Deus Ex: Mankind Divided is finally out, but it seems we can’t ever have a major release – even a fantastic one – without some controversy overshadowing things. The grim news this time? Eidos Montreal’s otherwise fantastic release has become yet another “AAA” game to go the fee-to-pay route.
Yesterday, news broke that Mankind Divided featured a lot of microtransactions. Despite totally covering this once before, I’d forgotten about them by the time I played the game, mostly because they’re confined to Breach, an additional gameplay mode that is dull as hell and didn’t interest me in the slightest.
Breach is an extrapolation of the story campaign’s most boring sequence – a series of stark, mostly monochrome “virtual reality” maps in which cyberpunk hackers run around downloading data before escaping the level with their earnings. It’s a rubbish mode, quite frankly, and not worth your time.
It’s certainly not worth your money.
It is something I definitely should not have dismissed so readily, however, given the fact that Breach is every free-to-play trope shoved into a $60 product.
Even Breach’s tutorial is set up like a free-to-play game, giving you “free” booster packs and PRAXIS kits that you’re forced to used immediately, more concerned with explaining how purchasable cards and items work than how to play the game itself. I’ve tried many free-to-play games on mobile, and they almost always start this way.
Deus Ex even does the classic “dual currencies” thing. You have regular credits, which are earned liberally during play as the worthless bullshit money, and you have chips – the premium currency that actually gets shit done.
The whole thing’s structured like a two-bit mobile game rather than a worthwhile online component to a major premium release.
Fortunately, these microtransactions don’t infect the main reason anybody is buying a Deus Ex game. The single-player mode isn’t hawking anything at you, at least it wasn’t during my 30+ hours of playtime, and hasn’t sold out its dignity like Dead Space 3 did when it shoehorned a whole new economy into the experience.
Still, Square Enix’s indomitable avarice is on display once again, and it’s a really bad look. It’s insulting to see fourteen additional purchase options the moment you’ve just spent $60 on a game – especially when most of those options are designed to be bought multiples of times.
Starting small, you can buy 1,000 credits for $0.99 and work your way up the price chain until you’re dishing out $29.99 – basically half the the cost of the game itself – for a chipset pack.
One weird note – unless my eyes deceive me, the microtransactions are more expensive on Xbox One. The 500 chip pack flogs XBO users for $39.95 as opposed to $29.99.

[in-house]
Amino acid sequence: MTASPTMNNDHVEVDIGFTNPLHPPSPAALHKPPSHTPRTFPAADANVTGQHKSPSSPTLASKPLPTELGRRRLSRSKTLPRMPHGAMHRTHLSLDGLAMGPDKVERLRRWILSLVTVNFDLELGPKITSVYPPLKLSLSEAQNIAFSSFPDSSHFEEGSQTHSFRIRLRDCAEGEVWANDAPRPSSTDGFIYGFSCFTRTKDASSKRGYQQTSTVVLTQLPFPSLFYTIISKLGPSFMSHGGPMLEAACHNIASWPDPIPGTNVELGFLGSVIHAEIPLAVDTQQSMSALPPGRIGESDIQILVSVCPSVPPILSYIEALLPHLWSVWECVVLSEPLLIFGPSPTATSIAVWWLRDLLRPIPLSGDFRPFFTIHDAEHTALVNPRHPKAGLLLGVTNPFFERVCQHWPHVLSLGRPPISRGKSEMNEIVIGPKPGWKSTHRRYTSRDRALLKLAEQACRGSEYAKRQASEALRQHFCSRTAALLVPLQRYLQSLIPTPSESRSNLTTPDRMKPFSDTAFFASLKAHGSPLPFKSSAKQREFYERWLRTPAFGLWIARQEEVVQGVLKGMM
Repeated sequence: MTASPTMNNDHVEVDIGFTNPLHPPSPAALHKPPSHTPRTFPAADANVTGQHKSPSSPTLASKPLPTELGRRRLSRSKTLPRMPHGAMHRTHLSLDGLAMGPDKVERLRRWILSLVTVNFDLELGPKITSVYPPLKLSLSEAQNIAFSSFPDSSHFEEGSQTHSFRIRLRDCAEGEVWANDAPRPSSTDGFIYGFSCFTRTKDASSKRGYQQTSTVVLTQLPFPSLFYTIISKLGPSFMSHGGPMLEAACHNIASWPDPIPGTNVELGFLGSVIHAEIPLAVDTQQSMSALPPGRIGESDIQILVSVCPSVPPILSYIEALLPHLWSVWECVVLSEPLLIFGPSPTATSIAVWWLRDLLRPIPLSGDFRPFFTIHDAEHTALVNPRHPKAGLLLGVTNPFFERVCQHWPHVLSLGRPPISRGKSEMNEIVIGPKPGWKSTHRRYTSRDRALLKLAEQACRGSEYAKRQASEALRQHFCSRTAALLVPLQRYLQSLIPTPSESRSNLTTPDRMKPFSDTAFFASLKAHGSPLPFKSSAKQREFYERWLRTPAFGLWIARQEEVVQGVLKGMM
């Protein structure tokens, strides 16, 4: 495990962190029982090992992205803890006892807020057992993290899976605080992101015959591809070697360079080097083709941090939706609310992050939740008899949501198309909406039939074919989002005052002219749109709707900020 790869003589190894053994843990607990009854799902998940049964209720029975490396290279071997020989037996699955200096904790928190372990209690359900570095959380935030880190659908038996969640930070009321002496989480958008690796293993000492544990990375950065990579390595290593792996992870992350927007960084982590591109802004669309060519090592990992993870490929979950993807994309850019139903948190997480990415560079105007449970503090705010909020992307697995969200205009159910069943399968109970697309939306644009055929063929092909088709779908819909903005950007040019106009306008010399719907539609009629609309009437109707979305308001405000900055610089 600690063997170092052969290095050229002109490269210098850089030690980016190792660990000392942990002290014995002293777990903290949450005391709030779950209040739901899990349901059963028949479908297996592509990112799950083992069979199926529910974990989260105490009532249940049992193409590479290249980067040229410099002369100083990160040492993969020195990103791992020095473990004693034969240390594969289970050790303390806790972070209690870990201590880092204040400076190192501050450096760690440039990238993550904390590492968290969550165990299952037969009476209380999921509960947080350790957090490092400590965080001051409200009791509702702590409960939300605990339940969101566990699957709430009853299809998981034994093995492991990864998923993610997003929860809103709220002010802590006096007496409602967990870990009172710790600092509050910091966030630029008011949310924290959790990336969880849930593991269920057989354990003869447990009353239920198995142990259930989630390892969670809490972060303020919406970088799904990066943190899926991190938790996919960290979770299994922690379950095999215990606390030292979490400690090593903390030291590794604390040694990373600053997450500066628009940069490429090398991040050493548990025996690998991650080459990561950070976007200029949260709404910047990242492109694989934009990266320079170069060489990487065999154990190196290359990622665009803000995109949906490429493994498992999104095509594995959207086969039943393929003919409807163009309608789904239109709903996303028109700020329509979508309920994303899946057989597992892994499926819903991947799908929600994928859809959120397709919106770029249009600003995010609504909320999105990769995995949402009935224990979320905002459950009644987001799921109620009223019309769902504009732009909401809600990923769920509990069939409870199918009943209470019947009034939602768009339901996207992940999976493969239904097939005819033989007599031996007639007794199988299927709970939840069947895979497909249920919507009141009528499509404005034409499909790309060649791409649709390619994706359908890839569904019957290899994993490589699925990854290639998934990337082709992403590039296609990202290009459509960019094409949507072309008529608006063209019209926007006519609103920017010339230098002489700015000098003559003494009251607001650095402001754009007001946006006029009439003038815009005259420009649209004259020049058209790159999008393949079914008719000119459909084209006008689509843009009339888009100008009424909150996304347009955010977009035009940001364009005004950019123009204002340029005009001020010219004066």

The same is true for a lot of the prices. 1,000 credits is $0.99 on PS4, but $1.40 on Xbox One. It can’t be tax considering the huge markup.
I’m assuming that’s a pricing error on the part of the Xbox One version, though it’s been unchanged since yesterday. After checking and double checking, these look to be the exact same packs at significantly different prices.
This is the way of things, naturally. The eighth console generation started strong on the microtransaction front, showcasing an industry determined to naturalize fee-to-pay elements and bore us with their inclusion enough to where nobody cares to protest.
The saturation has indeed worked, too. Each new game that utilizes microtransactions causes less and less of a stir. Game journalists half-heartedly report on them at best, outright blast anybody complaining about them on social media at worst. The Reddit thread on this issue is full of people aggressively apathetic about it – not just uncaring, but combatively critical of those who do care.
The language around microtransactions has changed – executives creepily call more substantial DLC “macrotransactions” as if to imply fee-to-pay has always been around. They’re being spun as favors, something provided to “make fans happy” and “customize” the way we play. The banality of bullshit is in play – enough games have pulled these stunts now that it’s hard to remember a time when they weren’t being pulled.
We’ve always been at war with Eurasia, after all.
The good news, of course, is that only Breach has been negatively affected, and Breach is negativity incarnate to begin with. Hell, I can’t even play Breach right now. As of this morning, it keeps crashing during startup and I’m not particularly sad about it.
Sadly, however, Deus Ex: Mankind Divided is yet another superb game I’ll no longer be considering for awards when GOTY season rolls around. Due to my long-standing policy of not awarding fee-to-pay games of any stripe, it’s instantly disqualified from any additional honorifics, though I do not regret the score I gave it – that was based on the excellent single-player material.
You may ask why I wouldn’t consider Mankind Divided for awards when I don’t regret the score, and I have a very simple answer for you – because fuck microtransactions in $60 game, whatever form they take.
Fuck them hard. Fuck them to the Moon. Fuck them with a big shiny augmented penis.
Something something I didn’t ask for this something something memes.